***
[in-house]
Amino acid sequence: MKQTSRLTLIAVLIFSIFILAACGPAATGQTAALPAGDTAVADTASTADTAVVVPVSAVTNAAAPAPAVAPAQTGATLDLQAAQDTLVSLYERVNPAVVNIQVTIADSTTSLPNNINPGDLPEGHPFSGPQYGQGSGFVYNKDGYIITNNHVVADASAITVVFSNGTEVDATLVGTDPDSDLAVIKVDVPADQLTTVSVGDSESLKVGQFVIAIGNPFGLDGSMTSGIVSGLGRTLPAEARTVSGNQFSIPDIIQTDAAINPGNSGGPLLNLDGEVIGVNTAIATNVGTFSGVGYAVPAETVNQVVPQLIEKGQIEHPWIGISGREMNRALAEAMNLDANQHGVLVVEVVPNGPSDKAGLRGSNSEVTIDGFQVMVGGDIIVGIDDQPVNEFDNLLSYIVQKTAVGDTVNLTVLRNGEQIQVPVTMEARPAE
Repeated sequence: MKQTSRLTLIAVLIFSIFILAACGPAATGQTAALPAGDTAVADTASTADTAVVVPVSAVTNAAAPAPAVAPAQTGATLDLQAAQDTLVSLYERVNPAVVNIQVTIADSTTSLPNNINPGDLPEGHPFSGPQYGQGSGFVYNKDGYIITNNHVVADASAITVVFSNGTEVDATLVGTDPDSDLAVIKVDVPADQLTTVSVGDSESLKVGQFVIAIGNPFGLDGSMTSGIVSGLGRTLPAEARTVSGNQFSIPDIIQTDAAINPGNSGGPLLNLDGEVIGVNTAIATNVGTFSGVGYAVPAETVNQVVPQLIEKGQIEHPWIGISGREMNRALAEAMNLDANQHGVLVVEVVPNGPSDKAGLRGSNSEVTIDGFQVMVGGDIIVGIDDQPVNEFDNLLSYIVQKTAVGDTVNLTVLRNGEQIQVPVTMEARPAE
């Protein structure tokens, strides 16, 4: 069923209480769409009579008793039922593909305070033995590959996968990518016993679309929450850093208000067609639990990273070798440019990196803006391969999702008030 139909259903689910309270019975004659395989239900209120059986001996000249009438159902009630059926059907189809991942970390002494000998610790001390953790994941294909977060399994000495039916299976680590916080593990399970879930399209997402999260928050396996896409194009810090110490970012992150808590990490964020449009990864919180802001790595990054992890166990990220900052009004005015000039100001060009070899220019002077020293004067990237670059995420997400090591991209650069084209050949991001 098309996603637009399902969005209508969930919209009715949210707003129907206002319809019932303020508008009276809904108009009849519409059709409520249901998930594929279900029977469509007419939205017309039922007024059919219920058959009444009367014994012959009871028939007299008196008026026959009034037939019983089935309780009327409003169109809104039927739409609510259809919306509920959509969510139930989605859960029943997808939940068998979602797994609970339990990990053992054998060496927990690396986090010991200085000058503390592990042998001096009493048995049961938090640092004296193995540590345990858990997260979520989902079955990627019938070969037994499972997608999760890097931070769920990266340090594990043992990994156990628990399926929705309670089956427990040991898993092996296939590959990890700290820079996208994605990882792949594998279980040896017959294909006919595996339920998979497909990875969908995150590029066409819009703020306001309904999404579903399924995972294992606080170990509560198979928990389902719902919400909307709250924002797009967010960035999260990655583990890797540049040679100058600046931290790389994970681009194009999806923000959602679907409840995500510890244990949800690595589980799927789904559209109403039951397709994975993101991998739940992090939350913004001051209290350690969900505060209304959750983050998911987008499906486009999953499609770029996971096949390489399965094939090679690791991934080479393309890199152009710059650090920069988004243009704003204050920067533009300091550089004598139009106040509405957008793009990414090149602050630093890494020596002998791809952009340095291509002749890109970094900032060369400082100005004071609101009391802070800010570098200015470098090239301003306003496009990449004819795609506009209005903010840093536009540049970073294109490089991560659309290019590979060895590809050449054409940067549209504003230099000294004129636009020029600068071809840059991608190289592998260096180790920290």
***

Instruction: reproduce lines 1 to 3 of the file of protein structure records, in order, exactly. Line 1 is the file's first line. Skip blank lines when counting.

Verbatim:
[in-house]
Amino acid sequence: MKQTSRLTLIAVLIFSIFILAACGPAATGQTAALPAGDTAVADTASTADTAVVVPVSAVTNAAAPAPAVAPAQTGATLDLQAAQDTLVSLYERVNPAVVNIQVTIADSTTSLPNNINPGDLPEGHPFSGPQYGQGSGFVYNKDGYIITNNHVVADASAITVVFSNGTEVDATLVGTDPDSDLAVIKVDVPADQLTTVSVGDSESLKVGQFVIAIGNPFGLDGSMTSGIVSGLGRTLPAEARTVSGNQFSIPDIIQTDAAINPGNSGGPLLNLDGEVIGVNTAIATNVGTFSGVGYAVPAETVNQVVPQLIEKGQIEHPWIGISGREMNRALAEAMNLDANQHGVLVVEVVPNGPSDKAGLRGSNSEVTIDGFQVMVGGDIIVGIDDQPVNEFDNLLSYIVQKTAVGDTVNLTVLRNGEQIQVPVTMEARPAE
Repeated sequence: MKQTSRLTLIAVLIFSIFILAACGPAATGQTAALPAGDTAVADTASTADTAVVVPVSAVTNAAAPAPAVAPAQTGATLDLQAAQDTLVSLYERVNPAVVNIQVTIADSTTSLPNNINPGDLPEGHPFSGPQYGQGSGFVYNKDGYIITNNHVVADASAITVVFSNGTEVDATLVGTDPDSDLAVIKVDVPADQLTTVSVGDSESLKVGQFVIAIGNPFGLDGSMTSGIVSGLGRTLPAEARTVSGNQFSIPDIIQTDAAINPGNSGGPLLNLDGEVIGVNTAIATNVGTFSGVGYAVPAETVNQVVPQLIEKGQIEHPWIGISGREMNRALAEAMNLDANQHGVLVVEVVPNGPSDKAGLRGSNSEVTIDGFQVMVGGDIIVGIDDQPVNEFDNLLSYIVQKTAVGDTVNLTVLRNGEQIQVPVTMEARPAE